After launching the initial test of its option to hide tweet replies to Canadian users back in June, Twitter has now announced that the experiment is being broadened to users in Japan and the US, a significant expansion of its test pool.
Starting today, this feature test will be available in Japan and the US.— Twitter Support (@TwitterSupport) September 19, 2019
Now, you can hide replies to your Tweet, so you have more control over your conversations. Want to see all the replies? View hidden replies in the dropdown menu or through a new icon in the original Tweet. https://t.co/bnOmSzCP2f
As you can see in the below example from early testing, shared by reverse engineering expert Jane Manchun Wong, the process enables you to hide any reply from your tweet responses, giving you more control over how your conversations are presented.
And as per the last frame, users are still able to see any hidden replies, they'll just have to tap into the options to do so.
Here's a look at the current process in action for Canadian users:
The test has shown positive signs among Canadian users - as explained by Twitter:
"Based on our research and surveys we conducted, we saw a lot of positive trends during our initial test in Canada, including:
- People mostly hide replies that they think are irrelevant, abusive or unintelligible. Those who used the tool thought it was a helpful way to control what they saw, similar to when keywords are muted.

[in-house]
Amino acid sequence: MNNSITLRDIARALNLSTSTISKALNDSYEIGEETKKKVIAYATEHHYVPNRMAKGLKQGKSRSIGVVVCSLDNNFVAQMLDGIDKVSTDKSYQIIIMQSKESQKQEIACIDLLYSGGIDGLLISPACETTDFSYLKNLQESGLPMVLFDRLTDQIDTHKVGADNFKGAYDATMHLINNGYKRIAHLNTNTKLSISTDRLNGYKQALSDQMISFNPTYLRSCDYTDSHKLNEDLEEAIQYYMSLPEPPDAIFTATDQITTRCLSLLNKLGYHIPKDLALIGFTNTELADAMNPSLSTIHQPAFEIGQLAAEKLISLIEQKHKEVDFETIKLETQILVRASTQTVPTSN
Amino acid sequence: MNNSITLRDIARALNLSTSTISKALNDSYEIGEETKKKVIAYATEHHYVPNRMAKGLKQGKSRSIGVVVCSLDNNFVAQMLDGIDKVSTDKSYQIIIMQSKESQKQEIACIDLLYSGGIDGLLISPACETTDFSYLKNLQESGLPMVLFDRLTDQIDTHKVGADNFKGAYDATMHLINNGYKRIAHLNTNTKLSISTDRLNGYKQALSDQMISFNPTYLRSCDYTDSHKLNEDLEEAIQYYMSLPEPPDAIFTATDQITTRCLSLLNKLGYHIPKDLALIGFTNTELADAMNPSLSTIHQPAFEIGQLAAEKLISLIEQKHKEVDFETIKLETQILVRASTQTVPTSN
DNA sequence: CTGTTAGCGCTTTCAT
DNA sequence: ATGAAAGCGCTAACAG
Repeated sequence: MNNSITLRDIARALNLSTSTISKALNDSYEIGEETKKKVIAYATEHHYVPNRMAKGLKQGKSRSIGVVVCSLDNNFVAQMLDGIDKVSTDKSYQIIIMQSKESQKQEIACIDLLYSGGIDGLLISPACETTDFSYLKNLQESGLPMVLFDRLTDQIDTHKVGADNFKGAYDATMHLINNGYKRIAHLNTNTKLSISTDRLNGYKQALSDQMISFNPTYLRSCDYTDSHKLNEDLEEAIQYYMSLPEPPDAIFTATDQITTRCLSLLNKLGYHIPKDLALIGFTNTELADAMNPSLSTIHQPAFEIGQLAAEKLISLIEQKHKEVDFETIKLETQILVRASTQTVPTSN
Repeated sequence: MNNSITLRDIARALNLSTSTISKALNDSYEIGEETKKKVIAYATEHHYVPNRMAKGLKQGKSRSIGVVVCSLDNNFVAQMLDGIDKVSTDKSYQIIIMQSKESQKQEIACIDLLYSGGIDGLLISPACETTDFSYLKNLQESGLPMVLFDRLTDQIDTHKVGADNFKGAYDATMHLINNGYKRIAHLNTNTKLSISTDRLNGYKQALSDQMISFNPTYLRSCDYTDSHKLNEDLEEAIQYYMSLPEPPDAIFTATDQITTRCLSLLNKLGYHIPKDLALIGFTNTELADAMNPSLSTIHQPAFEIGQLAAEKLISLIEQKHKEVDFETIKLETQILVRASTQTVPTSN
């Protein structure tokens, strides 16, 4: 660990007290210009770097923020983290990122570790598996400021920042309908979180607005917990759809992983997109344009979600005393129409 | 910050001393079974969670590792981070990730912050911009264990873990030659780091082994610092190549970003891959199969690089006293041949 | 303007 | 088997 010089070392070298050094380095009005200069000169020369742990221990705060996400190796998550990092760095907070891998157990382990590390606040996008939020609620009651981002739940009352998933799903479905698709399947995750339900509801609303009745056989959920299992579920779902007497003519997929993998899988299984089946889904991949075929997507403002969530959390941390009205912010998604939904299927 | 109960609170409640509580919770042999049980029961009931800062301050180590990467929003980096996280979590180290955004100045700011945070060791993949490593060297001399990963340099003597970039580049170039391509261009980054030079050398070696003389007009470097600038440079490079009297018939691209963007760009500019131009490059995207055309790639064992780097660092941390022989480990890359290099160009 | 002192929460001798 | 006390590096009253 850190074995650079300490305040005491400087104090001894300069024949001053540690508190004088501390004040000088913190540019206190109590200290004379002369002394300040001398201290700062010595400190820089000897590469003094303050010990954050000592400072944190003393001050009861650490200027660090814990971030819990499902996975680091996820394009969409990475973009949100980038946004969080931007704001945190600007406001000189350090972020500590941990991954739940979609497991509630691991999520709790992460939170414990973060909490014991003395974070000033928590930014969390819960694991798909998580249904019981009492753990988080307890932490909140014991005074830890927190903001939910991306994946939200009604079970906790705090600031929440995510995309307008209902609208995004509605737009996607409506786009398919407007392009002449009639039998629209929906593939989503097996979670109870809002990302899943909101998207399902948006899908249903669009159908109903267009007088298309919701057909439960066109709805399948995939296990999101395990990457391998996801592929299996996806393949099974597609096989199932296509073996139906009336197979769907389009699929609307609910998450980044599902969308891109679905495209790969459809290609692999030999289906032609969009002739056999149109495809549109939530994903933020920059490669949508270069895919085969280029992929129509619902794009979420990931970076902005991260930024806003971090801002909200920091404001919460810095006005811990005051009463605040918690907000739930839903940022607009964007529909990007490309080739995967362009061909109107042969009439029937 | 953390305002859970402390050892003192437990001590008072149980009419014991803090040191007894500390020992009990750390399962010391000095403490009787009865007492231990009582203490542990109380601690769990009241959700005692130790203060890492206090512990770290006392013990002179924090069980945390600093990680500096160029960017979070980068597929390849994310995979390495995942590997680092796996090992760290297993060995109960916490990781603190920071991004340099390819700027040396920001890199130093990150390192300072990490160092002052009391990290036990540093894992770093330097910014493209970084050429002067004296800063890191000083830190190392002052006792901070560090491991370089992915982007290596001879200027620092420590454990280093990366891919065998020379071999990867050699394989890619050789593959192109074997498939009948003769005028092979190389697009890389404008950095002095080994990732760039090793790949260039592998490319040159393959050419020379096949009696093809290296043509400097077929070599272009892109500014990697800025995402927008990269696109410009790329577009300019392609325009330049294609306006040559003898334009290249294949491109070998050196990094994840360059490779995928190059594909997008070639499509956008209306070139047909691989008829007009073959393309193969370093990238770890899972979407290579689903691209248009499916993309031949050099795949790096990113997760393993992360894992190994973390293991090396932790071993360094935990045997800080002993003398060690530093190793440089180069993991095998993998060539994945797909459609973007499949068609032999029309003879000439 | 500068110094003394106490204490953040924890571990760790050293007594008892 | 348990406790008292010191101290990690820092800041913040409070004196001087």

- We saw that people were more likely to reconsider their interactions when their tweet was hidden: 27% of people who had their tweets hidden said they would reconsider how they interact with others in the future.
- People were concerned hiding someone’s reply could be misunderstood and potentially lead to confusion or frustration. As a result, now if you tap to hide a Tweet, we’ll check in with you to see if you also want to also block that account."
(Note: You can see the new block prompts in the example above).
It's an interesting experiment, and as noted in the results thus far, it does appear to be having the desired effect, prompting users to reconsider how they respond and engage on the platform.
If it works to make Twitter a more civil, welcoming place, or even if it just helps some users feel more comfortable about their interactions, it's likely worth it, while the capacity to be able to view what's been hidden should minimize potential misuse.
Users in Japan and the US will be able to use the hide replies option in the latest version of the app.